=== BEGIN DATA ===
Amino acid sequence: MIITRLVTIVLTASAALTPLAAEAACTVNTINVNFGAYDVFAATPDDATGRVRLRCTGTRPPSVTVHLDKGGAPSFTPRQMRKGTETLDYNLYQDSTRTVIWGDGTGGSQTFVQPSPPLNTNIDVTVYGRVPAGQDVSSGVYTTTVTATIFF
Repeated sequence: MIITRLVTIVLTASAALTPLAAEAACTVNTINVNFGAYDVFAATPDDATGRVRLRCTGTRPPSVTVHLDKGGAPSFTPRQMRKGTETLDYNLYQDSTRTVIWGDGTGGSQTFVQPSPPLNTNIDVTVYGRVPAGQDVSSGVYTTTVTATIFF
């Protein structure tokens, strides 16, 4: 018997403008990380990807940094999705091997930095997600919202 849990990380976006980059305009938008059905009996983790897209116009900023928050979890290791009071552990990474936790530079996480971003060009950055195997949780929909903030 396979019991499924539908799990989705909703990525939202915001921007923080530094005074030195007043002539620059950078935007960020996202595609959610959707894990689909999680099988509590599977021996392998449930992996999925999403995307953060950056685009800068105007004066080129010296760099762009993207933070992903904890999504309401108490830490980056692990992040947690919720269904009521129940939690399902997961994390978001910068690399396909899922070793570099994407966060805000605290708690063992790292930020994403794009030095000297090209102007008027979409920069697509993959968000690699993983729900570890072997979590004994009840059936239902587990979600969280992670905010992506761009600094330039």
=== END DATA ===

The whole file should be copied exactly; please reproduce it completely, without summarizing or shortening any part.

Amino acid sequence: MIITRLVTIVLTASAALTPLAAEAACTVNTINVNFGAYDVFAATPDDATGRVRLRCTGTRPPSVTVHLDKGGAPSFTPRQMRKGTETLDYNLYQDSTRTVIWGDGTGGSQTFVQPSPPLNTNIDVTVYGRVPAGQDVSSGVYTTTVTATIFF
Repeated sequence: MIITRLVTIVLTASAALTPLAAEAACTVNTINVNFGAYDVFAATPDDATGRVRLRCTGTRPPSVTVHLDKGGAPSFTPRQMRKGTETLDYNLYQDSTRTVIWGDGTGGSQTFVQPSPPLNTNIDVTVYGRVPAGQDVSSGVYTTTVTATIFF
């Protein structure tokens, strides 16, 4: 018997403008990380990807940094999705091997930095997600919202 849990990380976006980059305009938008059905009996983790897209116009900023928050979890290791009071552990990474936790530079996480971003060009950055195997949780929909903030 396979019991499924539908799990989705909703990525939202915001921007923080530094005074030195007043002539620059950078935007960020996202595609959610959707894990689909999680099988509590599977021996392998449930992996999925999403995307953060950056685009800068105007004066080129010296760099762009993207933070992903904890999504309401108490830490980056692990992040947690919720269904009521129940939690399902997961994390978001910068690399396909899922070793570099994407966060805000605290708690063992790292930020994403794009030095000297090209102007008027979409920069697509993959968000690699993983729900570890072997979590004994009840059936239902587990979600969280992670905010992506761009600094330039």